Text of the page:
Options a and b are the fixed FIR and IIR notch filters, respectively. The simplicity of these filters is a major draw. But how well do they work? Characterizing the filters in the frequency domain is a good starting point for this assessment.


A sinusoidal signal of the form


won’t pass through these filters in steady state.

The following figure provides magnitude response in dB versus frequency plots of the FIR and IIR notch filters, when fi = 1,000 Hz and fs = 8,000 Hz. For the IIR, notch r is stepped over 0.8, 0.9, and 0.95. In Figure c, a cascade of two IIR notch filters having r = 0.95 is made for fi = 1,000 and 600 Hz.

Here are the IPython command line inputs for creating the IIR cascade:

[Credit: Illustration by Mark Wickert, PhD]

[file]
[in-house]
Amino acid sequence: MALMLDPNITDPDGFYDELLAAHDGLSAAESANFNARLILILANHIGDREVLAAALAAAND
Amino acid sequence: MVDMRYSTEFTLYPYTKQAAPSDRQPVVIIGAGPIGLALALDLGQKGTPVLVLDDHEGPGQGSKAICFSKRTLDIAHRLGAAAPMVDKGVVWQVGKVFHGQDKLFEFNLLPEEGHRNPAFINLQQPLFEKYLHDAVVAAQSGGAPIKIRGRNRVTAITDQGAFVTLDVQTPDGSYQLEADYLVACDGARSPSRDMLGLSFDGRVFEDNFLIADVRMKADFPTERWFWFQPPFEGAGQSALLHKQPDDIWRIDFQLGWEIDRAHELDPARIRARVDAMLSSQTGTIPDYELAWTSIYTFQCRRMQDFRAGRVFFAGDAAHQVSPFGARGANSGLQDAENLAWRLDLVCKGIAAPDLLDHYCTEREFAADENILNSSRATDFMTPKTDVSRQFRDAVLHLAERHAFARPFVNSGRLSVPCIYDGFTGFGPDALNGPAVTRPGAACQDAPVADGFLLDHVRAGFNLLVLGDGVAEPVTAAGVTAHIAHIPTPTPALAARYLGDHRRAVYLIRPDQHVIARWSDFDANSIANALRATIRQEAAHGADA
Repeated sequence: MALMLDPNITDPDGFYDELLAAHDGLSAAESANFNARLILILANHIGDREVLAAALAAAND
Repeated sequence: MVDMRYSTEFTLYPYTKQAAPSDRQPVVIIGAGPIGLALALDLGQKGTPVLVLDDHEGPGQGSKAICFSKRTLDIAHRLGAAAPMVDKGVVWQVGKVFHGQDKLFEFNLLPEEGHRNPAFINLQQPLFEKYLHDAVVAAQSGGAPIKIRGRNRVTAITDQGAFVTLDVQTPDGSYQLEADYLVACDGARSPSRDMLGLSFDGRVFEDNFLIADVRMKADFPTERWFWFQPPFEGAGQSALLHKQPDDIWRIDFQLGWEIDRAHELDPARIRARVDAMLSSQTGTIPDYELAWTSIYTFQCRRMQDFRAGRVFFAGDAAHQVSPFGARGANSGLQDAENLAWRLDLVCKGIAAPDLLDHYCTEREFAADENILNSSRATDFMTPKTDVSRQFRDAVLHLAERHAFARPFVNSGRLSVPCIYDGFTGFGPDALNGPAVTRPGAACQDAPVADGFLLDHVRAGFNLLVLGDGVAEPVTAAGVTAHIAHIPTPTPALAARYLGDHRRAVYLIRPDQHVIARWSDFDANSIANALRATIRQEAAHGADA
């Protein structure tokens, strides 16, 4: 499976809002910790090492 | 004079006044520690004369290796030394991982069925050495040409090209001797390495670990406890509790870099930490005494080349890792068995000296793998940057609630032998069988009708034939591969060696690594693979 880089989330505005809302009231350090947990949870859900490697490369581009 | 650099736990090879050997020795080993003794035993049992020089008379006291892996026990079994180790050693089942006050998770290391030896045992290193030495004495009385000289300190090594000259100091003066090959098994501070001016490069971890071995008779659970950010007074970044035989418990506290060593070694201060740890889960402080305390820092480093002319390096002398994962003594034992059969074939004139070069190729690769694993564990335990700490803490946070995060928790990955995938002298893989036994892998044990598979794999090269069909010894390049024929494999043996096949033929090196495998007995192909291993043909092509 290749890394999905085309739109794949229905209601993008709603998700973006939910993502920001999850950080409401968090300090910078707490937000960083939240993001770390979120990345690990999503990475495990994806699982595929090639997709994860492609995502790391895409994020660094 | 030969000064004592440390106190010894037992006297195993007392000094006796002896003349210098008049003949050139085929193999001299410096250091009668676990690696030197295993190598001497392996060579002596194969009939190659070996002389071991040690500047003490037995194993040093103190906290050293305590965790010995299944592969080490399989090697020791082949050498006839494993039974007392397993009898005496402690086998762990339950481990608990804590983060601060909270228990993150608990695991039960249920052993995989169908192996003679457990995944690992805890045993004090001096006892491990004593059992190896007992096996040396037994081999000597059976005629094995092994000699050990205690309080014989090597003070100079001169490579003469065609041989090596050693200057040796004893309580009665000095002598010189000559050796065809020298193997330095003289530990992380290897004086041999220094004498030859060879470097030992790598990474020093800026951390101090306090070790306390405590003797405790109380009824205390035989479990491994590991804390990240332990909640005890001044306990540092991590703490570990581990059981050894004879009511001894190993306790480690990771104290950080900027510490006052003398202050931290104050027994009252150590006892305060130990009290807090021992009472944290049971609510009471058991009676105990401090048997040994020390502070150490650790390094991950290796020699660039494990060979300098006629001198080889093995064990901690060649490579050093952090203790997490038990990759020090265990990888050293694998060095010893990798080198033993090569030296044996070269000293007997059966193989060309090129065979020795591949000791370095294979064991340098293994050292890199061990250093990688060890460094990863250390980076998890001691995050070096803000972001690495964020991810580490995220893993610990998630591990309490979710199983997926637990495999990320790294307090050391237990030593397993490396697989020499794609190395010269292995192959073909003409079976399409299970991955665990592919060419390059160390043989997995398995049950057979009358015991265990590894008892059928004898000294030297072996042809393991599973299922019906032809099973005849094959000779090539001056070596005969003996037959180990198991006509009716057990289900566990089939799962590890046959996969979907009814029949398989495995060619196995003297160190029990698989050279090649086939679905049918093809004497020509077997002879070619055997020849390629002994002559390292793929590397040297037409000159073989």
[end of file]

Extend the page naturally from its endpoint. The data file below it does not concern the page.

Credit: Illustration by Mark Wickert, PhD
In [659]: bIIR95, aIIR95 = ssd.fir_iir_notch(1000,8000,0.95)
In [664]: bIIR95_600,aIIR95_600 = ssd.fir_iir_notch(600,8000,0.95)
In [665]: bIIR_cas,aIIR_cas = ssd.cascade_filters(bIIR95,aIIR95,
In [666]: f,HIIR_cas = signal.freqz(bIIR_cas,aIIR_cas,1024)

SNOI tones are blocked if


is set properly. What spectral components from the SOI are also removed? Unfortunately, some SOI information is lost, but you want to minimize the loss within reason. The FIR notch, although simple to implement, removes too much information from the SOI. So drop this filter from further consideration.

Going with the IIR notch is worth the extra effort to get the precision removal of essentially just the SNOI. You have to accept that if the SOI has frequency components at the SNOI frequencies, they, too, will be removed by the FIR and IIR filters.

The adaptive filter comes with many parameters to play with. For this study, the filter length is M = 64 and μ = 0.005.